Remembering Tony O’Reilly

The rest is history

Letters to the Editor. Illustration: Paul Scott

Sir, – Some opinion pieces by Fintan O’Toole I agree with, but I also admit, more often than not, I tend to differ with many of Fintan’s views and his most recent was certainly one of them (“Tony O’Reilly’s secret past shaped his need to play the life of an Ascendancy landlord”, Opinion & Analysis, May 20th). What I also know is that my late father, Garret, greatly liked Fintan personally and admired his intellect hugely.

My father also felt precisely the same about Tony O’Reilly and, moreover, he had great sympathy for the business challenges that Tony faced in the autumn of his life.

Tony O’Reilly was just 26 when he took over Bord Bainne. He recruited my father, then aged 36, to carry out the market research on the potential launch of an Irish branded butter. As a result of this research, O’Reilly decided to launch this new butter, not in Ireland but in Britain, aimed at the Irish emigrant market.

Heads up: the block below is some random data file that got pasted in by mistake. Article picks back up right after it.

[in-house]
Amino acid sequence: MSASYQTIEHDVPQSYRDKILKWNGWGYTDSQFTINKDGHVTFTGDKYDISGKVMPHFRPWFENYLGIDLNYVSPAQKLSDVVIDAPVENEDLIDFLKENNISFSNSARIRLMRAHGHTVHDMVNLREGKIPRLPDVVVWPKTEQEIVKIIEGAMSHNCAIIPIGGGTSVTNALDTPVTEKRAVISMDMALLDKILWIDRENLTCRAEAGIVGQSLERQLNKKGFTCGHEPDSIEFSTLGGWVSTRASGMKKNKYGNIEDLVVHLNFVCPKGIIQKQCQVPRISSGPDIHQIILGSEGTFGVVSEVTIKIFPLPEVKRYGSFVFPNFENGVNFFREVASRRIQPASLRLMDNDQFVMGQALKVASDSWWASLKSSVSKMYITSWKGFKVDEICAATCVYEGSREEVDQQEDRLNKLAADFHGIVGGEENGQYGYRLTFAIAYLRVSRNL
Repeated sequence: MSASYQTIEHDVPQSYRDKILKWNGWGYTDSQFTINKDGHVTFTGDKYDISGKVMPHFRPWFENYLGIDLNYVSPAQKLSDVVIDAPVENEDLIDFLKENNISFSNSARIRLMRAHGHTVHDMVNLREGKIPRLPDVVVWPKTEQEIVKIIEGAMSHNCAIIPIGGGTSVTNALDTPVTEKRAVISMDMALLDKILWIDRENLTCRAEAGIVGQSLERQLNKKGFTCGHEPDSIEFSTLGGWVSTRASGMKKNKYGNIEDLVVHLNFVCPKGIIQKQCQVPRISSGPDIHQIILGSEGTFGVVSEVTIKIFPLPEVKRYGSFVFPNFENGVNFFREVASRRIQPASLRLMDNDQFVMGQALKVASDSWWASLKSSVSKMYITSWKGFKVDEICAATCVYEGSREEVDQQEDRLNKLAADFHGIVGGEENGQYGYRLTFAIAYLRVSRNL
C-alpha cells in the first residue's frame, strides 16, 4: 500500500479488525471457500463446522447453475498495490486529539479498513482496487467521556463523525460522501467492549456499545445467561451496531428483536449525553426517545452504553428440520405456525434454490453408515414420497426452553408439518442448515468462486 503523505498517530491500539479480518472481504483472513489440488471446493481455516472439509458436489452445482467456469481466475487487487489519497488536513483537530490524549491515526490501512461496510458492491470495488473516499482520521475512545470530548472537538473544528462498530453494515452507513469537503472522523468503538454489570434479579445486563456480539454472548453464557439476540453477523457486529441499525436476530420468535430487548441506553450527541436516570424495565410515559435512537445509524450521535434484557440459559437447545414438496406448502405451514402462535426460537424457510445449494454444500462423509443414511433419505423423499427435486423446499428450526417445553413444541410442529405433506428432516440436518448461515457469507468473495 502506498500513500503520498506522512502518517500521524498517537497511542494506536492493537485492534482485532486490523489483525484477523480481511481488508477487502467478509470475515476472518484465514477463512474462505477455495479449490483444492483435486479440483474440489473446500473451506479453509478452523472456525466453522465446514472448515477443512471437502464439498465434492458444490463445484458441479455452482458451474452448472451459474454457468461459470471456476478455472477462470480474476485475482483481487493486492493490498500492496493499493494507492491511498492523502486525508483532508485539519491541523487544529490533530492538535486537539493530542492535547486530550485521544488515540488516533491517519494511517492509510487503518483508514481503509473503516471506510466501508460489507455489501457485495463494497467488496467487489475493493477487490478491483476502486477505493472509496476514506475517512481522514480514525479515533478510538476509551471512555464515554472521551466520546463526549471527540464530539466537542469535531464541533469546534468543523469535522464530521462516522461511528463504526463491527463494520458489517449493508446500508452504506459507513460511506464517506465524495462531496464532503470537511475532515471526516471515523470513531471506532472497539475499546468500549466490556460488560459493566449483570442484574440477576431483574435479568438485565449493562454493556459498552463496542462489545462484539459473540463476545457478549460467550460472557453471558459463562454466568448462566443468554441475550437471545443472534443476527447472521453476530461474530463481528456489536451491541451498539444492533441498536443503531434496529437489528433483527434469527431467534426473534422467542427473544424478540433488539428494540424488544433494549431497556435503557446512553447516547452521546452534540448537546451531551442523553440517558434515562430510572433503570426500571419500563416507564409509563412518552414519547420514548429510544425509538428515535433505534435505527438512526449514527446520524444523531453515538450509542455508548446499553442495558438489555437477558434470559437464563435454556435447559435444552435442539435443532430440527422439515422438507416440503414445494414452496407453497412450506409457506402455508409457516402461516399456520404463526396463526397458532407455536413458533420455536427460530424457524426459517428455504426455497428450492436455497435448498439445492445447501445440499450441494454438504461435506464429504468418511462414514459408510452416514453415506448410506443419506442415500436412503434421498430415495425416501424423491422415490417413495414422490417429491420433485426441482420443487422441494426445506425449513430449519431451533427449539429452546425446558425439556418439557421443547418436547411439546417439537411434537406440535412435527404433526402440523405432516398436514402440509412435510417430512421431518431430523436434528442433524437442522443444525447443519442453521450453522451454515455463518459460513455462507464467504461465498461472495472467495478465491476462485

The rest is history.


It was the Lions tour of New Zealand in 1959 that, in many ways, started the ball rolling in terms of the potential of an Irish branded butter, as on this tour the team, including O’Reilly, visited a state of the art butter factory (a visit that is recorded on the Pathé film of the tour). Three years later in 1962, O’Reilly persuaded two executives from the New Zealand Dairy Board to visit Ireland to advise on the launch of this new Irish branded butter.

They came in August of that year and O’Reilly brought the two executives to Bettystown, where our family was on holiday, to meet my father. I remember the visit well as the men were nice and they walked the beach with a five-year-old me picking shells for me along the way.

There were many people involved in the project to modernise Ireland and Tony O’Reilly was certainly one of them. – Yours, etc,


Dublin 6.